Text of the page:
In 2002, Aimée Osbourne’s family was the talk of Hollywood. The Osbournes was consistently a massive ratings-achieving reality show. But Aimee steadfastly decided she would not be a part of it. Now, as the singer of ARO, the eldest Osbourne child has a new single out, “House Of Lies.” And what do the press outlets want to talk about? A two-decade-old “scoop” on why she didn’t want to be on the show.
“It’s been a little bit challenging to redirect the focus,” Osbourne says, diplomatically. “But, you know, it’s fine. It’s just a bit of a balancing situation.”
Music fans should definitely come around to her way of thinking. ARO features Aimée Osbourne front and center, putting her dynamic voice across inspired electronic vistas. From the cinematic expanse of “Shared Something With The Night” to the tight electro-wave action of “House Of Lies,” ARO are seemingly destined to be a major force. They are the connecting circle in the Venn diagram between electro-metal and dark pop.
ARO—Osbourne, bassist Grecco Buratto, keyboardist Eric Scullin and drummer Brendan Buckley—will make their live debut Sept. 26. Their performance at L.A.’s Hotel Cafe will be livestreamed over the internet. Don’t make any plans that night. You’ll want to be in on the ground floor when ARO sail through the modem in your psyche.
Osbourne talked about her personal aesthetics while exploding a lot of myths people may have had about her and her family. She explains why she left acting to navigate “the new normal” of the music business. Clearly, Aimée Osbourne is ready for what the world throws at her.
These ARO songs are wonderful. The electronics are really great. Do you see electronics-based music as a coloring aspect to what you want to convey? Or as a genre? There are really great atmospheres, things you probably couldn’t do with just a guitar and an amp. How does the electronic realm work for your songwriting and what you wish to convey?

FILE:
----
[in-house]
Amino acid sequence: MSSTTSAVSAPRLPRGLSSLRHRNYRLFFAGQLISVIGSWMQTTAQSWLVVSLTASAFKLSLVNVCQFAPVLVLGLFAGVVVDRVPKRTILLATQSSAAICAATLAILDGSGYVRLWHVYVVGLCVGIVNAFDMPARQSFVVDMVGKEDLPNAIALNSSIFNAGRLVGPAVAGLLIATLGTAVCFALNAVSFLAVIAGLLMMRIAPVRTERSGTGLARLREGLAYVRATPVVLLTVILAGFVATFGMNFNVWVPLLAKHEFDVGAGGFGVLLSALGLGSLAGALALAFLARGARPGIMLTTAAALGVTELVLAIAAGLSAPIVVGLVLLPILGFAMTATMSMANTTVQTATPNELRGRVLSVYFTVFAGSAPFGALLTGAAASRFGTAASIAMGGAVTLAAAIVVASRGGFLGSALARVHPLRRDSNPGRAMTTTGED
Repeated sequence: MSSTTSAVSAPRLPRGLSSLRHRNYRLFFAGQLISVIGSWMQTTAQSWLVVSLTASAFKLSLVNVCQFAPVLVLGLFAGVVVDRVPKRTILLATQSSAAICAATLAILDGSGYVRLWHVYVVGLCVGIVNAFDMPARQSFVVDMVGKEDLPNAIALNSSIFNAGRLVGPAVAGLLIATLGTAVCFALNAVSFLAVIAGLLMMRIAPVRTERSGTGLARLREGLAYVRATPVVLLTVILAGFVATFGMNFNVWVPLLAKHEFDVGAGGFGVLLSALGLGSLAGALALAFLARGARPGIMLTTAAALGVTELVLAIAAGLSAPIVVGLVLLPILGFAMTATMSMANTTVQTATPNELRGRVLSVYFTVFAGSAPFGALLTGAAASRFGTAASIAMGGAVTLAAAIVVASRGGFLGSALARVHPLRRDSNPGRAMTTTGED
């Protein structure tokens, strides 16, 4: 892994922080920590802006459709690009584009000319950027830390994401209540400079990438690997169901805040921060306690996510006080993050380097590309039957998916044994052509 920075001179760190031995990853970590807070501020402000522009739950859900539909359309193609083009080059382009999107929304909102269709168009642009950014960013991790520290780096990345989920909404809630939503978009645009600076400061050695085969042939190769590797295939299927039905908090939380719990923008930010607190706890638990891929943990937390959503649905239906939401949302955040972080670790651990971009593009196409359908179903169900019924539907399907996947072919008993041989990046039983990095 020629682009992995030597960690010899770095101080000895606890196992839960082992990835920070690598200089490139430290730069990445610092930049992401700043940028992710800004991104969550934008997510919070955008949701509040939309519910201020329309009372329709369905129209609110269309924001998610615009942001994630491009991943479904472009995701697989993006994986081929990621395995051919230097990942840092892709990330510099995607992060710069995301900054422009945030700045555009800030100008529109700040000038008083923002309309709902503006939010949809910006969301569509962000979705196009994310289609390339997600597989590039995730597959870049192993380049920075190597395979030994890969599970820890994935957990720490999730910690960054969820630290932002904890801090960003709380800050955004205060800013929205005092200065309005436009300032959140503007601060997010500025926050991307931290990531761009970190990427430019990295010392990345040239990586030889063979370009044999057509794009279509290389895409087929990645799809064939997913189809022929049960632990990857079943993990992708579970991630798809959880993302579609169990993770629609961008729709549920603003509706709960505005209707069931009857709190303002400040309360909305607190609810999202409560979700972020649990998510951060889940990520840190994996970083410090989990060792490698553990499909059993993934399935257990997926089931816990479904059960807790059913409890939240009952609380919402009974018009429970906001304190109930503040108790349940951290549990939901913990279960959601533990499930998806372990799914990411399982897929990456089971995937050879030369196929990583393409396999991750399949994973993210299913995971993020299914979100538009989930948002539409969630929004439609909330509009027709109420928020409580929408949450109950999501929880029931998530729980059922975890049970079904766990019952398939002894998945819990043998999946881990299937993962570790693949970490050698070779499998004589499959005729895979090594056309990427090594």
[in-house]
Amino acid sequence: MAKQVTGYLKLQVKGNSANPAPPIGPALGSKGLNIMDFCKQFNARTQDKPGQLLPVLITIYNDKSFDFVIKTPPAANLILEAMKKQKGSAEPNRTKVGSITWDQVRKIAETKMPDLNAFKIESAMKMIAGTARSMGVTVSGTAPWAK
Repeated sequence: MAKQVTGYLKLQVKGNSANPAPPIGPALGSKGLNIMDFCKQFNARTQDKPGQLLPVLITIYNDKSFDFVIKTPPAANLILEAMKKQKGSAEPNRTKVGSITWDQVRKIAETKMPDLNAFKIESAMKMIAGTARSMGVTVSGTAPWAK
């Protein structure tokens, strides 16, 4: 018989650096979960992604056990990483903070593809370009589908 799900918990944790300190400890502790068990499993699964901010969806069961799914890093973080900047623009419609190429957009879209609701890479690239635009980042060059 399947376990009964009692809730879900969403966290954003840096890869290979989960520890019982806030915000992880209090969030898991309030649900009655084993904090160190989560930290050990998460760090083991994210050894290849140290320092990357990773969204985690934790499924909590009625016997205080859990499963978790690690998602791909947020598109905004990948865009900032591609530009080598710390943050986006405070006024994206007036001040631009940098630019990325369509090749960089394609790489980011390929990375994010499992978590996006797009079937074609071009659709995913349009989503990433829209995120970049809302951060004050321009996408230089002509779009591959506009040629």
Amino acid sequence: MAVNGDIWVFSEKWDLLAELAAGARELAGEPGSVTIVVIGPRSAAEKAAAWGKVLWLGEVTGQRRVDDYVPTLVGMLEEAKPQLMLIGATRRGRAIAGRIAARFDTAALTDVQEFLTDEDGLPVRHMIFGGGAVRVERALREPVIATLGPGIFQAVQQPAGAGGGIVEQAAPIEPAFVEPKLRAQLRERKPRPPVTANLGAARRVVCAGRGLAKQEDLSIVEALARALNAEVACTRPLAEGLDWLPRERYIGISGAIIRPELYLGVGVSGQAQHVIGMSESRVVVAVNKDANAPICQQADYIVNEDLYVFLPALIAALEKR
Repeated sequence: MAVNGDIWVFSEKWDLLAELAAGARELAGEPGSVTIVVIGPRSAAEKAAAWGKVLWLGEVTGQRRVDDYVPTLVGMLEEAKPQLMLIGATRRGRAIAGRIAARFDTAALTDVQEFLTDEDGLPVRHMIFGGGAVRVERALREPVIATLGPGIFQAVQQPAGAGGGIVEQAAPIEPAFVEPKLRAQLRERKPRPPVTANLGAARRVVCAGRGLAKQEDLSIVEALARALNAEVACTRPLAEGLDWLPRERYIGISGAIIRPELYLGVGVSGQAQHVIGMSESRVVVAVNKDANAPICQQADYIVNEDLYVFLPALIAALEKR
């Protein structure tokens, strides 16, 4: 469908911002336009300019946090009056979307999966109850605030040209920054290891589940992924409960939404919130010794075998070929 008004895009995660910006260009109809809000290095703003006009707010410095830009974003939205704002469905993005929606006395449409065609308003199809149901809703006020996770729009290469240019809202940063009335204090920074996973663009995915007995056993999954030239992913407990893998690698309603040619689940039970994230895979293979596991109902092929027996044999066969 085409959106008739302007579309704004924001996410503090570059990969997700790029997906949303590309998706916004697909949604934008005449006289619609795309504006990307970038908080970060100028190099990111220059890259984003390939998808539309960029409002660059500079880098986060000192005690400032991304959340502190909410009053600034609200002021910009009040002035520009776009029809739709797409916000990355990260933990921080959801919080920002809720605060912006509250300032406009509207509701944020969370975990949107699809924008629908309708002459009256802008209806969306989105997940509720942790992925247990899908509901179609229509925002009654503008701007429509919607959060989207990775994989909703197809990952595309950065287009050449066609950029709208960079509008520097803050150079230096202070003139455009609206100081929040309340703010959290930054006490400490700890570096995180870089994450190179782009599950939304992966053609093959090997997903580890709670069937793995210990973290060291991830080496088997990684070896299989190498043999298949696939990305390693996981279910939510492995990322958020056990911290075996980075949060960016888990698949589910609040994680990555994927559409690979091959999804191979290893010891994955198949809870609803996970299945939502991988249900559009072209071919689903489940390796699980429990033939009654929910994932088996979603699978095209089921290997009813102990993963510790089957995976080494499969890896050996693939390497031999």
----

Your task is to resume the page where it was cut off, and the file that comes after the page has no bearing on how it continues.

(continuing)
Well, the electronic realm is boundless. There’s not much you can’t do as far as exploring whatever it is that you’re trying to convey. It’s also really great because you can work remotely really easily with them. I find electronics-based programming and things like that can really convey, as far as mood and a certain feeling. I’m always amazed at how many hundreds of thousands of different samples there are and different synthesizers. And this is endless really, which is exciting because you’re always finding something new that’s inspiring within itself.
Within the realm of electronics, there are all sorts of genres that you could go into. Whether it’s just straight-up dance music, something incredibly avant-garde and painful to listen to or the atmospheric things. The technology allows it to be completely open-ended for whatever you write. You’re not going to do a coffeehouse gig with a battered acoustic guitar anytime.
No. There’s a lot of that I absolutely adore as far as the stripped-down stuff. I do have some songs that I’ve written in that same vein, which I will definitely sing, eventually. I would love to do an album stripped down like that. Maybe like a T Bone Burnett kind of dark folk, I guess you could call it. I mean, never say never!
The songs I’ve heard are very diverse. What does an ARO record sound like once it’s out into the world?